Vancouver realty report says listings drop to 30-year low, indicating homes “not being flipped”

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      Real-estate boards have repeatedly cited the lack of homes available for sale on the market.

      However, critics suggest that these pronouncements are a marketing ploy to whip up demand.

      A recent report notes that census records show that the number of private dwellings in Metro Vancouver has increased by over 26 percent since 2001.

      So why have home listings not grown by about the same rate?

      “That clearly indicates real estate is not being flipped,” Dexter Realty, a Vancouver-based property company, stated in its mid-month report for October 2021.

      The report was prepared by Kevin Skipworth, who is a partner and broker as well as economist with the realty firm.

      “People are holding on to the real estate they buy,” Skipworth wrote.

      When sought for comment, Skipworth told the Straight by phone that a typical October has about 10,000 active listings in markets served by the Real Estate Board of Greater Vancouver (REBGV).

      The Dexter executive’s report noted that mid-October had 9,161 total active listings.

      The said level is much lower than the 13,670 active listings mid-point of October last year.

      “In October 1995 there were 17,422 active listings in Greater Vancouver!” Skipworth wrote.

      Instead of the market seeing a rise in listings, the “well has become much drier”.

      “That is extremely rarified air for the market at this time of year, the lowest we’ve seen in over 30 years,” the report noted.

      By phone, Skipworth told the Straight that the people are holding on to their properties because they, too, have concerns about finding a new home if they sell.

      This is also a “sign of a growing population, a desire for real estate, and the need for more homes”.

      Skipworth was asked about suggestions that real-estate boards are overplaying the issue about listings to prop up sales.

      “Yes there are listings available on the market, but the amount of demand puts pressure on those listings that people are competing for,” he explained.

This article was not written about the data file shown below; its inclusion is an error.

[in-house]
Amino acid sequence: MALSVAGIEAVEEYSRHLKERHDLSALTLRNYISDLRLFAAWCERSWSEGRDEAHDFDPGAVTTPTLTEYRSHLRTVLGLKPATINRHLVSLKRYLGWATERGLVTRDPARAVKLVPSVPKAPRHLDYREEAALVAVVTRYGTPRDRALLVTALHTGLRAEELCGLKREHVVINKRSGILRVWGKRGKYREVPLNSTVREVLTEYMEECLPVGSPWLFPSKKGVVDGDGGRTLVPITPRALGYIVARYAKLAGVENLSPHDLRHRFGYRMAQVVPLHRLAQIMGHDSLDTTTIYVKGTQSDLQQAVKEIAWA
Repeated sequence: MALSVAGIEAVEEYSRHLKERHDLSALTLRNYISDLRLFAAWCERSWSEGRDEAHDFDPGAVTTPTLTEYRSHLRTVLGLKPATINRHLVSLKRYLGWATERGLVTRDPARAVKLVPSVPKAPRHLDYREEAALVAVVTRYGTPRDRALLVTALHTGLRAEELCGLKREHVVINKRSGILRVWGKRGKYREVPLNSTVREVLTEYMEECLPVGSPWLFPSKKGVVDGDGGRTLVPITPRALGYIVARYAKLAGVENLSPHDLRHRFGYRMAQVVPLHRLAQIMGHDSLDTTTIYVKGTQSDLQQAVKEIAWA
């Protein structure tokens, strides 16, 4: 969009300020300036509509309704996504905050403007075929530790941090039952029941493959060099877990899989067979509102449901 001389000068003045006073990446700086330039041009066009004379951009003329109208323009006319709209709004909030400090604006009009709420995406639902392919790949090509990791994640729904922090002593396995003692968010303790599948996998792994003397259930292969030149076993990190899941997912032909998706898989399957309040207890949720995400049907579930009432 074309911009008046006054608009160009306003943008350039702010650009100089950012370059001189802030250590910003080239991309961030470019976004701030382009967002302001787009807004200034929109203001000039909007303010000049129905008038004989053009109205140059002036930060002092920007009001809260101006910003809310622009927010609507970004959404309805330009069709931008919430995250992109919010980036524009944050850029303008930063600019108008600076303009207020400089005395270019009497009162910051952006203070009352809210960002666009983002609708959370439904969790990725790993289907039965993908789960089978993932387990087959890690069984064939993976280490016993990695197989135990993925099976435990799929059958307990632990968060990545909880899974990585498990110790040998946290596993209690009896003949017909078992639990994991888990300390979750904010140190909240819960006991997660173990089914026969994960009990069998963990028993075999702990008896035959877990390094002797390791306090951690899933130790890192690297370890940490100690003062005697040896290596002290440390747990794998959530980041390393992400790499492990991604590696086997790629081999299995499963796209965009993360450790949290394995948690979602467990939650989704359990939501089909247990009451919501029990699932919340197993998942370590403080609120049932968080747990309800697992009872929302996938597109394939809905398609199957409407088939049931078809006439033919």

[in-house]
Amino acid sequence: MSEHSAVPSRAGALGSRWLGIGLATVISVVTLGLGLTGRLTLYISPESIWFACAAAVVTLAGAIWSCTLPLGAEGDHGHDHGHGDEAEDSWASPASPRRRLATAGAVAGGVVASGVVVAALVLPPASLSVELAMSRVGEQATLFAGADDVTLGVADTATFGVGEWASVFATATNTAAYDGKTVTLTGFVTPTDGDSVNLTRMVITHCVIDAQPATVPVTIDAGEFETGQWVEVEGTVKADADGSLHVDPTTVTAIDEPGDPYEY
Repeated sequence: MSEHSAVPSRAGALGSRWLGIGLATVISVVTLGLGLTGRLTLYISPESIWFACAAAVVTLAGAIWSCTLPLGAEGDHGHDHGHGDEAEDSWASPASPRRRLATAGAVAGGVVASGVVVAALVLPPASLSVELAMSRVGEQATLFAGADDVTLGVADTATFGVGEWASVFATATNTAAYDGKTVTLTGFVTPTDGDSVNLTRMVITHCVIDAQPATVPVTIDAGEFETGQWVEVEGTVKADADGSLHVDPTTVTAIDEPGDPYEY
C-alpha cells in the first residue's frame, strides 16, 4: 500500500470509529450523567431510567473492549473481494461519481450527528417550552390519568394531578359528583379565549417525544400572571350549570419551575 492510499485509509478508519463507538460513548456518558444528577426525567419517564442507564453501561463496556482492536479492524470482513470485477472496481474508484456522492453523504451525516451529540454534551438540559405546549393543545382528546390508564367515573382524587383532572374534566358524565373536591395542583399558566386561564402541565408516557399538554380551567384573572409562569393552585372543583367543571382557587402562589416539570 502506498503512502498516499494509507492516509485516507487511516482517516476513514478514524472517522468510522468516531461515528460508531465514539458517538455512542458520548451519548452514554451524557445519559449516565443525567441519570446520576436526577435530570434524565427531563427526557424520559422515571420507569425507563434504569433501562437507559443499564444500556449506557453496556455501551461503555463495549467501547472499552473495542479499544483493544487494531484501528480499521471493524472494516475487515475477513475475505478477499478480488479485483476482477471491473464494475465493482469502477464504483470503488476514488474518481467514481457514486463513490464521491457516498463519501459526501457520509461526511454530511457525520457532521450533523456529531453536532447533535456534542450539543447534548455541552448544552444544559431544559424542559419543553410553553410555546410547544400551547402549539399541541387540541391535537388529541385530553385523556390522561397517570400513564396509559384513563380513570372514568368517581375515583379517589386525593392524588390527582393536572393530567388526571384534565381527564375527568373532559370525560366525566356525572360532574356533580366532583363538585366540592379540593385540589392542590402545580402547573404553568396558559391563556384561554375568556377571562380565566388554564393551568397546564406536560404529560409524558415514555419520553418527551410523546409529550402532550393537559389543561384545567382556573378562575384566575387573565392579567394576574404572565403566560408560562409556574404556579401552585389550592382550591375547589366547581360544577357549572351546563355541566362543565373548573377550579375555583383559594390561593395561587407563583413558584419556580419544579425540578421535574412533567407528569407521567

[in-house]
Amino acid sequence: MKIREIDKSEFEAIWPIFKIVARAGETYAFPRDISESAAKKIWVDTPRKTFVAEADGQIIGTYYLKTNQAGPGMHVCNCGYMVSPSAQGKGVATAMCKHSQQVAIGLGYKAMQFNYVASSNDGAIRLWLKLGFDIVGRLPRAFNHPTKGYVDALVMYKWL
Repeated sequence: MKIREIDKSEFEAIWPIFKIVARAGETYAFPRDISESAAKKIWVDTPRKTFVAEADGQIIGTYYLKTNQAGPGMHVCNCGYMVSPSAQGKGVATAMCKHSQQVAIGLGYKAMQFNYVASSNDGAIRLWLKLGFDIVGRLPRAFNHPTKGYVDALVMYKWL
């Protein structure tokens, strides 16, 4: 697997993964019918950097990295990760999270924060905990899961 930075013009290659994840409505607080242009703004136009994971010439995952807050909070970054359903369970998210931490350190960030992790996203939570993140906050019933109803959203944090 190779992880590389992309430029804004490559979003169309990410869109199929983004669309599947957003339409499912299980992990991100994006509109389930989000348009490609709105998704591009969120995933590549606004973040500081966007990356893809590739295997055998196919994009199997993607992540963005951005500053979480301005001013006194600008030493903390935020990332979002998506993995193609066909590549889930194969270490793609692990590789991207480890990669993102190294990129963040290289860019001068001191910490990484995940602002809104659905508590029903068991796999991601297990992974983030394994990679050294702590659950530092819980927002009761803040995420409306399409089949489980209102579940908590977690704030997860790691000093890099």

Skipworth also pointed out that “not every listing gets treated the same”.

      “Some are not priced comeptitively. Some are not desirable homes. A number of active listings on the market are land assembly properties, which don’t cater to average buyers. The available homes that buyers are seeking out are lower,” the Dexter Realty executive said.

      On October 12, the B.C. Real Estate Association reported that total active residential listings across the province were down 36.8 per cent year-over-year in September 2021.

      The BCREA also noted that in the Fraser Valley and Victoria, listings last month were more than 50 per cent below September last year.

      An October 4 report by the Fraser Valley Real Estate Board stated that September 2021 ended with a total active inventory of 3,812 homes for sale.

      This level marked a 6.5 percent decrease compared to August 2021, and was 48.3 percent below September 2020.

      On October 5, the REBGV reported that the total number of homes listed for sale in September was 9,236.

      The board noted that this is a 29.5 percent decrease compared to September 2020, a 2.6 percent increase compared to August 2021, and 27.7 percent below the 10-year average for the month of September.

      Going back to Dexter Realty’s mid-October 2021 report, a total of 1,767 properties have been sold in REBGV markets for the first half of the month.

      The number is greater than the 1,477 units sold at the mid-point of September 2021 and 1,741 at mid-month in October 2020.

      “But what’s telling is that the number of new listings coming on the market this year is down 26% year-over-year so far in October,” the report noted.

      It also suggested that governments should pay attention to supply when it comes to crafting policies around housing.

      “Measures to control demand typically interfere with the motivation to sell,” the report stated. “So, if more supply is needed, then perhaps a carrot to entice selling is needed rather than a stick to control demand.” 

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